An infant gorilla in a Democratic Republic of Congo sanctuary is smashing palm nuts between two rocks to extract oil, surprising and intriguing scientists who say they have much to learn about what gorillas can do -- and about what that says about evolution.
It had been thought that the premeditated use of stones and sticks to accomplish a task like cracking nuts was restricted to humans and the smaller, more agile chimpanzees.
Then in late September, keepers at a Dian Fossey Gorilla Fund International sanctuary in this eastern Congo city saw two-and-a-half-year-old female gorilla Itebero smashing palm nuts between rocks in the "hammer and anvil" technique, considered among the most complex tool use behaviours.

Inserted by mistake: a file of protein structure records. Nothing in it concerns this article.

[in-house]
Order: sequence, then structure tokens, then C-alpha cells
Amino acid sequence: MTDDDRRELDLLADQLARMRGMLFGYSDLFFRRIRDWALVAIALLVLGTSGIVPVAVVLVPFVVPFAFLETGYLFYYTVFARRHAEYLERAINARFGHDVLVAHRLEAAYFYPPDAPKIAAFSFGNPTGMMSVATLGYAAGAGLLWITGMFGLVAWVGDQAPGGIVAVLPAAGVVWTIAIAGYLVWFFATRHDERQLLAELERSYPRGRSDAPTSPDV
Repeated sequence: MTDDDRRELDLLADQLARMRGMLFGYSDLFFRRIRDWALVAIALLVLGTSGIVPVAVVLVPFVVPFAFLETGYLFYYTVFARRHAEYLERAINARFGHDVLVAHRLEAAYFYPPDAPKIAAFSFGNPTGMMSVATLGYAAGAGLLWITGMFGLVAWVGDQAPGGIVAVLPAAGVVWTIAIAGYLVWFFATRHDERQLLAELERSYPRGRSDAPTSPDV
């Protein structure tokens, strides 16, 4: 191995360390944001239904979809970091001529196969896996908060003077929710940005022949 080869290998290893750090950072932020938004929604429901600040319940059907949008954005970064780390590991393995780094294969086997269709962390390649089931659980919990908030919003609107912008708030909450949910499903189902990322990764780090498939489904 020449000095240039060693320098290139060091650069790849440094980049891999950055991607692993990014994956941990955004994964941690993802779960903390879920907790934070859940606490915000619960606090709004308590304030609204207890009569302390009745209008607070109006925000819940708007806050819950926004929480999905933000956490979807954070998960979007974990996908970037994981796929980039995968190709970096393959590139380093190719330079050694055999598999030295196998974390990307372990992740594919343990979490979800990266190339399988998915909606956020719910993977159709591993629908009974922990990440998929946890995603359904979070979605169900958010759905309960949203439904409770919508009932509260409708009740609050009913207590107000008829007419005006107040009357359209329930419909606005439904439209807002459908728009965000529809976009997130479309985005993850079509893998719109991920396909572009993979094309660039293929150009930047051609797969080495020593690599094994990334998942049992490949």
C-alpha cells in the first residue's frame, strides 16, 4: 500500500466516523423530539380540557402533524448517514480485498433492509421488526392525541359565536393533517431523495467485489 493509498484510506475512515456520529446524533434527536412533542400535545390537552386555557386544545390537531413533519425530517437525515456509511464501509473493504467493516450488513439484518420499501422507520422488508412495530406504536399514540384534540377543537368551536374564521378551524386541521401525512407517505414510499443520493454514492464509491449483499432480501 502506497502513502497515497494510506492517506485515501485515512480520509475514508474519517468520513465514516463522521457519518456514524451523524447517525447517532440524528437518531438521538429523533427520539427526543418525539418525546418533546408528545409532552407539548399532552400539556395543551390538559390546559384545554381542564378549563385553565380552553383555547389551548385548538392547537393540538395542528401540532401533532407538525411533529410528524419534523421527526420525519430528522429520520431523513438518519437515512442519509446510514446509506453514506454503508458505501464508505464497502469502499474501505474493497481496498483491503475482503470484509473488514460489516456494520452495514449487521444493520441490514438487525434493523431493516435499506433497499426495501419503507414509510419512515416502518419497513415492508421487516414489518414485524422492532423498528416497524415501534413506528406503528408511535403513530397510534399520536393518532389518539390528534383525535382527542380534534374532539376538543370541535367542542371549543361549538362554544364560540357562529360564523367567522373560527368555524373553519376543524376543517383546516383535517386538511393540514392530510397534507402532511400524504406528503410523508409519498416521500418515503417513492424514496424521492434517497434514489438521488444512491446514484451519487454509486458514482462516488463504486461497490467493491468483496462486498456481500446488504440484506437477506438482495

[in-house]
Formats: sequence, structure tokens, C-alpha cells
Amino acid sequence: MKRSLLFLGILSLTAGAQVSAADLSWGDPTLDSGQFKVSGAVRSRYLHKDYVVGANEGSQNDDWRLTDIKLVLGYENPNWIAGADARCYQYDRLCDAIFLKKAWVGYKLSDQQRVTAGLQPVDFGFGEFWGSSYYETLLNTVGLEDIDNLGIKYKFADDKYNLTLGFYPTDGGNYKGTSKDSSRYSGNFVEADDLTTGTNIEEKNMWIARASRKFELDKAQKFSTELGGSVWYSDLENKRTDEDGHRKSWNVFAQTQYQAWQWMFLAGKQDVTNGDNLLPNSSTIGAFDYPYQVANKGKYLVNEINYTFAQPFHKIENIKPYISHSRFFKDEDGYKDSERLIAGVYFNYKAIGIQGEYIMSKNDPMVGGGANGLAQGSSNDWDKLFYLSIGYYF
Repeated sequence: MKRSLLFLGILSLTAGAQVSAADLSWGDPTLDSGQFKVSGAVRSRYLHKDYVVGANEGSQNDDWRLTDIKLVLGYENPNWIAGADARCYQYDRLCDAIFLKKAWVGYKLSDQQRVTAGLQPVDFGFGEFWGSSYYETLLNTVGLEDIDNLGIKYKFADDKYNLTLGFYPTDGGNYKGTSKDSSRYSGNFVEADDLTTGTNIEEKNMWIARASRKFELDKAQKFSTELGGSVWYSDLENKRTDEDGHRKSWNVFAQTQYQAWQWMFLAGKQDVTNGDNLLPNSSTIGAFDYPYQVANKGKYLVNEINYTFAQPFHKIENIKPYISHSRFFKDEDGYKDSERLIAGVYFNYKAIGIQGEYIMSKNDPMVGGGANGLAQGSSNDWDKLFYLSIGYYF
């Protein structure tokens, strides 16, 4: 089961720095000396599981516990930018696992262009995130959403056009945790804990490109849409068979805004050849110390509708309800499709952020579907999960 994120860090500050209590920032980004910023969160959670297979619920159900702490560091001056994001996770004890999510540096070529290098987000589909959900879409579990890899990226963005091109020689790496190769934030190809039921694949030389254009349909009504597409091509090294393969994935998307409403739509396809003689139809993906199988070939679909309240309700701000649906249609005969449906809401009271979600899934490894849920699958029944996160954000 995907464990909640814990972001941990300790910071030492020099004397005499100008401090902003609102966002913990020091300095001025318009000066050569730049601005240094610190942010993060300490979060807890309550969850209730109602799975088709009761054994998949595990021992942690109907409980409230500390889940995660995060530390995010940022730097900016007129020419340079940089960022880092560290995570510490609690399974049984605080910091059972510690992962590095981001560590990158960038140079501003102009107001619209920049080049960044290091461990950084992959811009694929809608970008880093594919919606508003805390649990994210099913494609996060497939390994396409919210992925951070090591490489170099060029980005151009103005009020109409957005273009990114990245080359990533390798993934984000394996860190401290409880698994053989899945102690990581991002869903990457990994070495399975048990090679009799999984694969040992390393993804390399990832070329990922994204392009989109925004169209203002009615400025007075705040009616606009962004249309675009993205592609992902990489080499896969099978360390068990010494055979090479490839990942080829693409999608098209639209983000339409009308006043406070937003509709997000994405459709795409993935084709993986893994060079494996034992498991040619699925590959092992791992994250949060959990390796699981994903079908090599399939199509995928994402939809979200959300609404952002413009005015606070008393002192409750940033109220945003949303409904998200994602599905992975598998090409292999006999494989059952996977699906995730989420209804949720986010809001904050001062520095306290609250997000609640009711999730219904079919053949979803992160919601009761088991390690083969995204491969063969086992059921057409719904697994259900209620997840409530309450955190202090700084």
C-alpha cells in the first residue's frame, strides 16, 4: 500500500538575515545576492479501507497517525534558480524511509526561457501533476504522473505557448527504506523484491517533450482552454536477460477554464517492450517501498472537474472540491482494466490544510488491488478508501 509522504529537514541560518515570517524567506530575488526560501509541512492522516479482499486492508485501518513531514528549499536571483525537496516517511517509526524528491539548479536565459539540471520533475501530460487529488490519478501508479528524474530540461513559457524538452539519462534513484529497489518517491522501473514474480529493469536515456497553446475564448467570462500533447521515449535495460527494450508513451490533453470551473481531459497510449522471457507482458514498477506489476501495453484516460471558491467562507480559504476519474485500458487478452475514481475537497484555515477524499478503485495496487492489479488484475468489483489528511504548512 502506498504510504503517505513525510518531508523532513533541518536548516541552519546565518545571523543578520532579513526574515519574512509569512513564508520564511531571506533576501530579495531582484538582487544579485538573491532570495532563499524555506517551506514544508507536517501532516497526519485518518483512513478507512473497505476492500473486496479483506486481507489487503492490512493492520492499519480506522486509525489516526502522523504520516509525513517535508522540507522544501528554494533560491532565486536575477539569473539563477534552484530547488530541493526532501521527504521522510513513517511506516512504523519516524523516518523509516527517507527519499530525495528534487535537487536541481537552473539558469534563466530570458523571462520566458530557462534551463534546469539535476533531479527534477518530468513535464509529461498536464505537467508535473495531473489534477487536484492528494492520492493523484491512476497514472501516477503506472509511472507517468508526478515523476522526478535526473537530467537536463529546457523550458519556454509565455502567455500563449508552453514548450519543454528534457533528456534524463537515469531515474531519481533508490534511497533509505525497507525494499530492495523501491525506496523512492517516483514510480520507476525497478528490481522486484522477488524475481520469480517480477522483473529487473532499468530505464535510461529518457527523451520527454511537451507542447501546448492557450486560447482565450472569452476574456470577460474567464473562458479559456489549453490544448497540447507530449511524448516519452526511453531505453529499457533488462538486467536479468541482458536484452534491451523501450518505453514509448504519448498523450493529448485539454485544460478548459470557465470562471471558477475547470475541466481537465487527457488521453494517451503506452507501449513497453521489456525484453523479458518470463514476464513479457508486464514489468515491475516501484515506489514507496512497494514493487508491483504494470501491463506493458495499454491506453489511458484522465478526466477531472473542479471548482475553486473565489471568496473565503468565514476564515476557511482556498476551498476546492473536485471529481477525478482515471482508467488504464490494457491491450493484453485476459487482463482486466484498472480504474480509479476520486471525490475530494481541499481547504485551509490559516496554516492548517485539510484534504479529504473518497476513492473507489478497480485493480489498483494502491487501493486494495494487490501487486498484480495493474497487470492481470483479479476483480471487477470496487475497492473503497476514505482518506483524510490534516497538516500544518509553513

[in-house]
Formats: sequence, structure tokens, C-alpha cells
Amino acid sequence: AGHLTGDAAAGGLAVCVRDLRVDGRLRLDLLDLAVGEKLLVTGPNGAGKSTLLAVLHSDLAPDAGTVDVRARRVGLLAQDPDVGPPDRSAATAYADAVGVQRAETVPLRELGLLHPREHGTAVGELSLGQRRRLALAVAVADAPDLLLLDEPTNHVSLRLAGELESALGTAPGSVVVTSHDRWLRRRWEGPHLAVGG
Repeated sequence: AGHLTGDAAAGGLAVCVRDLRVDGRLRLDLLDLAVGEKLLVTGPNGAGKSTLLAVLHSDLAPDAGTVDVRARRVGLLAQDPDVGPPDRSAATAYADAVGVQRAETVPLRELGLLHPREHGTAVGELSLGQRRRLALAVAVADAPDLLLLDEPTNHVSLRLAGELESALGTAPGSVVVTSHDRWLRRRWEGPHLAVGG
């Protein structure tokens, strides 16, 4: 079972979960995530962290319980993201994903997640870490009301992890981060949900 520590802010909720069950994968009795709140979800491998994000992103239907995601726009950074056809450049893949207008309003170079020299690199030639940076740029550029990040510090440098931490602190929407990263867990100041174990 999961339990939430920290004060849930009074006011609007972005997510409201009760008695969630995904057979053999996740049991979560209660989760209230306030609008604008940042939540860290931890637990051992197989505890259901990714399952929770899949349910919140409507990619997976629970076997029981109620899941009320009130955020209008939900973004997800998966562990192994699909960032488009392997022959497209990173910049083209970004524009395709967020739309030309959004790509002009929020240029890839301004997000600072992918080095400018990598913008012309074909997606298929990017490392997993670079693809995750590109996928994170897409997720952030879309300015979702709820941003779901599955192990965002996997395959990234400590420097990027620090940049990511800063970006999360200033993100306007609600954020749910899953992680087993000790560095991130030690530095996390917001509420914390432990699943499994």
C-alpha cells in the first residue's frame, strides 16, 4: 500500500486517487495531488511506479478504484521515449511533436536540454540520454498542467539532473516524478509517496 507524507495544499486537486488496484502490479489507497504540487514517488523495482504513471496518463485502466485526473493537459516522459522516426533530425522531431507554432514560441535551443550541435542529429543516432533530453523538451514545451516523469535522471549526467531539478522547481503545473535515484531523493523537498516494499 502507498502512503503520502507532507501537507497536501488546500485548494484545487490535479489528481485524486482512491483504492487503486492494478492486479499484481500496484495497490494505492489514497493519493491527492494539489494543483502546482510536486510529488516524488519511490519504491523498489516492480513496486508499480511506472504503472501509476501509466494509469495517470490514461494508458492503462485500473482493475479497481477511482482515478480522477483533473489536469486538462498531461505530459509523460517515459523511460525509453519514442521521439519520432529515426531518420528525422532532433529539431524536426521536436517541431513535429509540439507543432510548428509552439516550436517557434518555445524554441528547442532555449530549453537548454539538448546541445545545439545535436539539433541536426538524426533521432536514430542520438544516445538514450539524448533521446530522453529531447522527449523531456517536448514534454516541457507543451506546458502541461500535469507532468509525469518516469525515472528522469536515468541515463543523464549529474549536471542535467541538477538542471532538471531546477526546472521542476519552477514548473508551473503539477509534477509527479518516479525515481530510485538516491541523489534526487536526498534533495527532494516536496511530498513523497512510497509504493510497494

"This is a surprising finding, given what we know about tool use in gorillas," Dian Fossey Gorilla Fund primatologist Patrick Mehlman said earlier this month at his Goma office.
Mehlman said that the finding indicates that complex tool use may not be a trait developed only by humans and chimpanzees, and could have its origins earlier in the evolutionary chain, among ancestors common to both humans and our closest relatives the great apes.